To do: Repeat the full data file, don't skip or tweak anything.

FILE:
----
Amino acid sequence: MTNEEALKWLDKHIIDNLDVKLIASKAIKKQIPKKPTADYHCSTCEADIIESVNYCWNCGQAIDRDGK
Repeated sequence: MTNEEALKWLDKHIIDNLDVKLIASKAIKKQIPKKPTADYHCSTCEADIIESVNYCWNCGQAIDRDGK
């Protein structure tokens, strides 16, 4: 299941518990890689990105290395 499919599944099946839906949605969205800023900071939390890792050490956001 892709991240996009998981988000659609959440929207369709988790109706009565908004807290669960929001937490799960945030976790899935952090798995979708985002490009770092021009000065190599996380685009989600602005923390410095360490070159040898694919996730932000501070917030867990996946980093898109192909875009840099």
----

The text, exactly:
Amino acid sequence: MTNEEALKWLDKHIIDNLDVKLIASKAIKKQIPKKPTADYHCSTCEADIIESVNYCWNCGQAIDRDGK
Repeated sequence: MTNEEALKWLDKHIIDNLDVKLIASKAIKKQIPKKPTADYHCSTCEADIIESVNYCWNCGQAIDRDGK
């Protein structure tokens, strides 16, 4: 299941518990890689990105290395 499919599944099946839906949605969205800023900071939390890792050490956001 892709991240996009998981988000659609959440929207369709988790109706009565908004807290669960929001937490799960945030976790899935952090798995979708985002490009770092021009000065190599996380685009989600602005923390410095360490070159040898694919996730932000501070917030867990996946980093898109192909875009840099």